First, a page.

In fact, recent results from the Pierre Auger Observatory have suggested a (weak) possible correlation with AGNs. The problem is that these AGNs are not good candidates for accelerating cosmic rays (typically blazar-type AGNs are though to be good candidates). The correlation, however, is quite good with the general large scale distribution of matter (i.e. all galaxies). One possibility is of course that GRBs located at random in the galaxies inside the GZK radius are responsible, as argued above.

Alternatively, a peculiar type of supernovae, called hypernovae, are associated with sub-energetic GRBs, such as SN1998bw/GRB980425 and SN2003lw/GRB031203. Such hypernovae appear to have high (up to mildly relativistic) velocity ejecta, which may be linked to the sub-energetic GRBs. Wang, Razzaque, Meszaros and Dai (2008) find that the external shock produced by the high velocity ejecta of a hypernova can accelerate protons up to energies as high as 1E19 eV, and the cosmological hypernova rate is sufficient to account for the energy flux above the second knee. In addition, Wang, Razzaque and Meszaros find that hypernova can accelerate heavy nuclei up to 1E20 eV. This is interesting, in view of recent (2010) reports by the Auger group that the composition in the GZK range may be increasingly weighted towards heavy elements.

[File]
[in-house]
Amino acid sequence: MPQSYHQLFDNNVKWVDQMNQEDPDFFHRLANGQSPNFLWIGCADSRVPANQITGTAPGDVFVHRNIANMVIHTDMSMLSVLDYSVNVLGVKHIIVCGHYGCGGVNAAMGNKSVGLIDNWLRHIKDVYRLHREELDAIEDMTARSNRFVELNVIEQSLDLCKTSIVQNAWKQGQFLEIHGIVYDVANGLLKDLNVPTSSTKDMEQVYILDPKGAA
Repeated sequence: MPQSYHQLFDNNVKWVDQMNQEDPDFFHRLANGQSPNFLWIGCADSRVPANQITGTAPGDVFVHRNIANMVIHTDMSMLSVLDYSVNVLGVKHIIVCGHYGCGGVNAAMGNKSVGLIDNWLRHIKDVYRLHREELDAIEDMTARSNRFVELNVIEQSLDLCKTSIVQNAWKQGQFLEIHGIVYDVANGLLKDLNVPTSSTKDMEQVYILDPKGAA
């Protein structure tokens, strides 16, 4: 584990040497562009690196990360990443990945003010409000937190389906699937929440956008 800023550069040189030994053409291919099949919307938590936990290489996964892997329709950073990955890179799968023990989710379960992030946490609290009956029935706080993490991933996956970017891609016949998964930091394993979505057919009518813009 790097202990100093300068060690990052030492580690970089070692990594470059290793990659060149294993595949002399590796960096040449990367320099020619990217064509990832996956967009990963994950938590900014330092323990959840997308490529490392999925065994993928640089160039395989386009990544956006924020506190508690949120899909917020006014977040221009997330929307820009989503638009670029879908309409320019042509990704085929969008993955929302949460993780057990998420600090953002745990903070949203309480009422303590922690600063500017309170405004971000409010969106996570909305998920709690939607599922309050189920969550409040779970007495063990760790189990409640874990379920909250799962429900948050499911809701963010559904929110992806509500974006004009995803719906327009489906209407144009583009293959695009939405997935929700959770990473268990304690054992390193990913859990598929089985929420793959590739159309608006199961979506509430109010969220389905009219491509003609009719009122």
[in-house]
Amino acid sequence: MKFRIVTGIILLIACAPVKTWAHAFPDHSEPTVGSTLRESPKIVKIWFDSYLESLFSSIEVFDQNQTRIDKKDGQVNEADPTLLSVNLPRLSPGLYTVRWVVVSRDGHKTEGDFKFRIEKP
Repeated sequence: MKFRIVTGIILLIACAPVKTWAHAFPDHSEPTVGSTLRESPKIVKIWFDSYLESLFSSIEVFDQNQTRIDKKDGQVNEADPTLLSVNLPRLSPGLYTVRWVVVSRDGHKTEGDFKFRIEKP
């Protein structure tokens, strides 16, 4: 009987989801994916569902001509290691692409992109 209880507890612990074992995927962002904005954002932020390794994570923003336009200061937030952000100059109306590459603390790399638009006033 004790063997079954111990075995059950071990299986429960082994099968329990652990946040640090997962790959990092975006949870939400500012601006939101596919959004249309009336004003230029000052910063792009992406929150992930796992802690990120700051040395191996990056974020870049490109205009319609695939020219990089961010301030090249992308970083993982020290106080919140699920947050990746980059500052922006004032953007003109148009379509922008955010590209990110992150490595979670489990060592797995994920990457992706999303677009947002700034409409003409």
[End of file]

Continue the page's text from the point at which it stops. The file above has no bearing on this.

Another possibility is that radio-quiet AGNs , which are ten times more numerous than radio-loud blazars, may be the acceleration sites (Pe'er, Murase and Mészáros). If indeed UHECRs are largely heavy nuclei, then nearby radio quiet AGNs are in fact quite viable sources of UHECRs.

The question of why the spectrum of cosmic rays at EeV energies and higher is so flat and becomes even flatter above that (``ankle") energy is an unsolved issue. One explanation that we have recently proposed (Katz, Mészáros and Waxman, 2010) is that it is due to the observed cosmic rays measured being those which just manage to escape the relativistic shock of the sources, at the upper end of the accelerated spectrum, which automatically yields an inverse squared law in energy or flatter spectrum

This research is partly sponsored by NSF